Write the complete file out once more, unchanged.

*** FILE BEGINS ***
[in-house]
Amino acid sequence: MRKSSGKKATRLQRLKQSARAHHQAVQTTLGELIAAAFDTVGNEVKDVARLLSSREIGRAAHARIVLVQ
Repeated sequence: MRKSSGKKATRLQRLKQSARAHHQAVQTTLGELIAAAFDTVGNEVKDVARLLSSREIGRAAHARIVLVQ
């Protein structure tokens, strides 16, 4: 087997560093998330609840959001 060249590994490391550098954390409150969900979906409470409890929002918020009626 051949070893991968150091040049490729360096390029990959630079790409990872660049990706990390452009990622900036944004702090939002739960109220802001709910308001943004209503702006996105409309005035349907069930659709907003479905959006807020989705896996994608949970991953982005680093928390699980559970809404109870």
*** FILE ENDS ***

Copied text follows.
[in-house]
Amino acid sequence: MRKSSGKKATRLQRLKQSARAHHQAVQTTLGELIAAAFDTVGNEVKDVARLLSSREIGRAAHARIVLVQ
Repeated sequence: MRKSSGKKATRLQRLKQSARAHHQAVQTTLGELIAAAFDTVGNEVKDVARLLSSREIGRAAHARIVLVQ
């Protein structure tokens, strides 16, 4: 087997560093998330609840959001 060249590994490391550098954390409150969900979906409470409890929002918020009626 051949070893991968150091040049490729360096390029990959630079790409990872660049990706990390452009990622900036944004702090939002739960109220802001709910308001943004209503702006996105409309005035349907069930659709907003479905959006807020989705896996994608949970991953982005680093928390699980559970809404109870």